For those who have lost teeth due to injury or periodontal disease, dental implants are life-changing. Though it does require patience from the patient, as it can take up to two years to complete the process, the end result offers immense improvements in a variety of ways.
A dental implant is the mechanical replacement of the tooth root upon which a single crown or another type of prosthesis can be attached. Since the options for multiple teeth replacements can vary greatly, this article concentrates on a single tooth replacement with an implant and crown, and will give you an idea of what to expect.
- The first step in the procedure is evaluating the patient's mouth and mapping out a treatment plan.
- The next step is removing the damaged tooth, if necessary. The procedure doesn't take long and usually only requires a local anesthetic, but a couple of months are required for the area to heal. During the time period through the final phase of treatment, a temporary appliance may be worn to hide the space created by the extracted or missing tooth.
- If the area around the tooth shows signs of bone loss, a bone graft ensures the jawbone is strong enough to hold the implant. Sterilized, freeze-dried human cadaver bone or synthetic bone can be placed in the extraction site to fill the void. This step can take up to nine months of recovery.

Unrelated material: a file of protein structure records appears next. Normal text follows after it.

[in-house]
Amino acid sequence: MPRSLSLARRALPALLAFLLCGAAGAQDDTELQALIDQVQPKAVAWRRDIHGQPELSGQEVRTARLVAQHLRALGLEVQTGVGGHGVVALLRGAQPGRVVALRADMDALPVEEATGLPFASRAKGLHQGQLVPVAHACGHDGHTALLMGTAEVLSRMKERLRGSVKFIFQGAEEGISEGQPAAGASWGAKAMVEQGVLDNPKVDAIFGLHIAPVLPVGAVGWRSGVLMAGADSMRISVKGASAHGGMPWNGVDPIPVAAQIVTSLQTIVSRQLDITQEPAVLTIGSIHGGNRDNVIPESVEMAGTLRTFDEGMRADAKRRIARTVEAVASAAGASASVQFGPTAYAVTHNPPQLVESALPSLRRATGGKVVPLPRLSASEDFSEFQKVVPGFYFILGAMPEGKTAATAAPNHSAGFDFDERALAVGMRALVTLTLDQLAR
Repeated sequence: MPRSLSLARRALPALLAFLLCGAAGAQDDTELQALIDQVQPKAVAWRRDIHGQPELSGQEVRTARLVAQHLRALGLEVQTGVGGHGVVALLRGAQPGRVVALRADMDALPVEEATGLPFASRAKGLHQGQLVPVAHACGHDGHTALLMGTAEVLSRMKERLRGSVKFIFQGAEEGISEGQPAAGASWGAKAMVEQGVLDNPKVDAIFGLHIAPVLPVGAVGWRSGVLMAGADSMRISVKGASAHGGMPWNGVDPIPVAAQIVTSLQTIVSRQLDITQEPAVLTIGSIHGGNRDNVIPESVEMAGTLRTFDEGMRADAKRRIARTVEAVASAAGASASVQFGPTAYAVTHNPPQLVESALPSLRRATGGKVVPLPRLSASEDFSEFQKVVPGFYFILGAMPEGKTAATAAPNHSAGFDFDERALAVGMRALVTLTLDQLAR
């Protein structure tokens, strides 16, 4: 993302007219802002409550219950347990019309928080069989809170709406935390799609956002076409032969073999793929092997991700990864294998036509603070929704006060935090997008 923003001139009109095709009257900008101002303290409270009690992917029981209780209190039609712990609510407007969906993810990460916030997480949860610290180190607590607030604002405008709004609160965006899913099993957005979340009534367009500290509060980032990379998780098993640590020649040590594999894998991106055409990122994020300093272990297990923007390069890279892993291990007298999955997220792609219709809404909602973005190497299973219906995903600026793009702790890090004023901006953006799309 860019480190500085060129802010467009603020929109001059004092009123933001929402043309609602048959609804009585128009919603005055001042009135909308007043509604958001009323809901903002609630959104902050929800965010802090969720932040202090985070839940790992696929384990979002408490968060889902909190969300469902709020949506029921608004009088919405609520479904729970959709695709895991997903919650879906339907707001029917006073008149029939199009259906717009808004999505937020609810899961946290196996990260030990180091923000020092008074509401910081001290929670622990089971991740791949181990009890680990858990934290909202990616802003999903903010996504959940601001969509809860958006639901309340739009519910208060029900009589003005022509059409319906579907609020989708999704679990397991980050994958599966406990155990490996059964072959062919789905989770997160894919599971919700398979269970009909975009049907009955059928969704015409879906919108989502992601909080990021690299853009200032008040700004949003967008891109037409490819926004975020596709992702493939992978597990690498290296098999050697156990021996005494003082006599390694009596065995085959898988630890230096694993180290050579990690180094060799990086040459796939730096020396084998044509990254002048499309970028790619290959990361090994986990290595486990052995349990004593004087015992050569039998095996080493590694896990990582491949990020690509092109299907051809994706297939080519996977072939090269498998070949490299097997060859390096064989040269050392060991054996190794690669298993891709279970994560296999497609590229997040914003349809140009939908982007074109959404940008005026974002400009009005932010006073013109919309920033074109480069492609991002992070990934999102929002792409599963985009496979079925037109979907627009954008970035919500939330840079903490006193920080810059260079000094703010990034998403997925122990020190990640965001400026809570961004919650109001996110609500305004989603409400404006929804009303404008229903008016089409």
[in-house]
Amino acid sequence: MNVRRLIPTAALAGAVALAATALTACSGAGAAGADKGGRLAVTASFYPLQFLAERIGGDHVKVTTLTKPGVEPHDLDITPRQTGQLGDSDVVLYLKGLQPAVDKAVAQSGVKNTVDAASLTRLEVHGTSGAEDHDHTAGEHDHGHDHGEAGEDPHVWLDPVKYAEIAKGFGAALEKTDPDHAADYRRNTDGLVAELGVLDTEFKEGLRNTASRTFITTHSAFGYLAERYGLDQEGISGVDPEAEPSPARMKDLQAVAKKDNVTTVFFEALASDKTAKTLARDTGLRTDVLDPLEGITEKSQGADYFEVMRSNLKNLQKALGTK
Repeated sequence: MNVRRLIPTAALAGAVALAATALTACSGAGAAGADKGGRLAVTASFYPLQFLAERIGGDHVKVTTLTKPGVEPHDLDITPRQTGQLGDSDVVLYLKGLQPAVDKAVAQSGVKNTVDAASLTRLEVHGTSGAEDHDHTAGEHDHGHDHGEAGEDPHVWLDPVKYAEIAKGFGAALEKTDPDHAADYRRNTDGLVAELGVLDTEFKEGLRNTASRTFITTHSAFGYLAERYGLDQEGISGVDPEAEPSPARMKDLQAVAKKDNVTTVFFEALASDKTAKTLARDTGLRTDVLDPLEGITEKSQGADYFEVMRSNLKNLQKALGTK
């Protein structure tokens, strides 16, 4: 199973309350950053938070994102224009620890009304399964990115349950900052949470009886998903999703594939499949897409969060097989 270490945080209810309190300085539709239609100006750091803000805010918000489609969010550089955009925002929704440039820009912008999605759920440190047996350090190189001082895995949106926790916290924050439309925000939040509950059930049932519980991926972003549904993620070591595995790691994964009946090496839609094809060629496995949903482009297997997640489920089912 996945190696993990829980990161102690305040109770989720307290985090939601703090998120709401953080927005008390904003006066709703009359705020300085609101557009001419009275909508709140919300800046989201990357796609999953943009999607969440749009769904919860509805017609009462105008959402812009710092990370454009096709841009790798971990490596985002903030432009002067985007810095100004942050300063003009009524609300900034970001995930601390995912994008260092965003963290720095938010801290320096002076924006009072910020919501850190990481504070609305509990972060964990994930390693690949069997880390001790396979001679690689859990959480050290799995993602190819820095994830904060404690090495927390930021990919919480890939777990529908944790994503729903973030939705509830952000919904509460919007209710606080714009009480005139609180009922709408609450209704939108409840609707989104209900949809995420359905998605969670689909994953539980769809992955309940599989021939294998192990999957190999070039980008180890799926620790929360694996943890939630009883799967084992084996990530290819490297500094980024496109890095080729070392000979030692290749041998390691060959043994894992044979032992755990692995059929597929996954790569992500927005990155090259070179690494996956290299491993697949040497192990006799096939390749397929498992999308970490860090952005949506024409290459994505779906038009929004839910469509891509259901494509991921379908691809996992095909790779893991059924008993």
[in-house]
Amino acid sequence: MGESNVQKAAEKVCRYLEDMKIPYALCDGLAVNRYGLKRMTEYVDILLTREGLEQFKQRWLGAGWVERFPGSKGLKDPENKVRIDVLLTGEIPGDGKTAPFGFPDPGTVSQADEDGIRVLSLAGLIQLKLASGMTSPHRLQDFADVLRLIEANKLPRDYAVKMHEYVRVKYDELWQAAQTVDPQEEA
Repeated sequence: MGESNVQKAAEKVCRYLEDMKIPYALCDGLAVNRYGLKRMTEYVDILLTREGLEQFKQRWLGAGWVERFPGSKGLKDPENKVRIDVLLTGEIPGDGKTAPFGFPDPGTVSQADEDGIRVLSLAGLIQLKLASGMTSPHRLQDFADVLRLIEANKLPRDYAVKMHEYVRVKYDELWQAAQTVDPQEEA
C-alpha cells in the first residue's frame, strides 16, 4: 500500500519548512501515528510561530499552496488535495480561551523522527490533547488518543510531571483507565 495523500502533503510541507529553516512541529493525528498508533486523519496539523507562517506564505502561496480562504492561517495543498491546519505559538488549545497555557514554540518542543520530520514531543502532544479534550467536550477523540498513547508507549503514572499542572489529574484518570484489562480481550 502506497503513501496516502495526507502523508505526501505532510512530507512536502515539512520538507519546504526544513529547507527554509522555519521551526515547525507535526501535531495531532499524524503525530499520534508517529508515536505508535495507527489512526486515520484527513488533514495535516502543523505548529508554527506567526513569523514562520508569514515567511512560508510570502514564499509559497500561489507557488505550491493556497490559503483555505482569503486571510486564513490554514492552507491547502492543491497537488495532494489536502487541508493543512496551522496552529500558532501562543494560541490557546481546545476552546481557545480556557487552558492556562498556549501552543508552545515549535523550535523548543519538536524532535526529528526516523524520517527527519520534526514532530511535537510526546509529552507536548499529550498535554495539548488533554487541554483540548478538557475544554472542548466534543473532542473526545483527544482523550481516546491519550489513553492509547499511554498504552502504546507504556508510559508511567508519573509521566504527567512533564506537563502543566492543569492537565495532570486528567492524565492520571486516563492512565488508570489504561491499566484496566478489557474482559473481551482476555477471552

- When the jawbone is strong and the gums are healthy, the implant is inserted. It starts with either a local or general anesthetic, then incisions are made in the gum to expose the jawbone. Space is created to place the implant, and the titanium root is locked in place. A temporary cover or cap is applied, and the gums are stitched up to secure it.
- During the next three to five months of recovery, the titanium root fuses to the jawbone in a process called osseointegration, which ultimately makes the implant even more secure than natural teeth.
- Once the implant has bonded properly, a local anesthetic is applied, the gums are drawn back, and the cover or cap is removed. The abutment (a connector between the artificial root and the artificial tooth) is then attached, and the gums are formed around it.
- A crown will be created from a previously-made dental imprint, matching both the shape and color of the other teeth. After another week or two of recovery, the crown is attached to the abutment, and the procedure is complete. The color of the crown is designed to match your teeth, but it will take time for the gingival tissue around the implant to return to its original appearance. This is where patience is required, especially when replacing front teeth.
The procedure is a lengthy one, but a dental implant offers improved appearance, speech, comfort, and self-esteem, while assisting chewing, benefiting oral health, and eliminating any inconvenience of dentures.
If you're considering a dental implant, let's look at your options to see if it's right for you. What we want most is to see you smile. >>Contact Us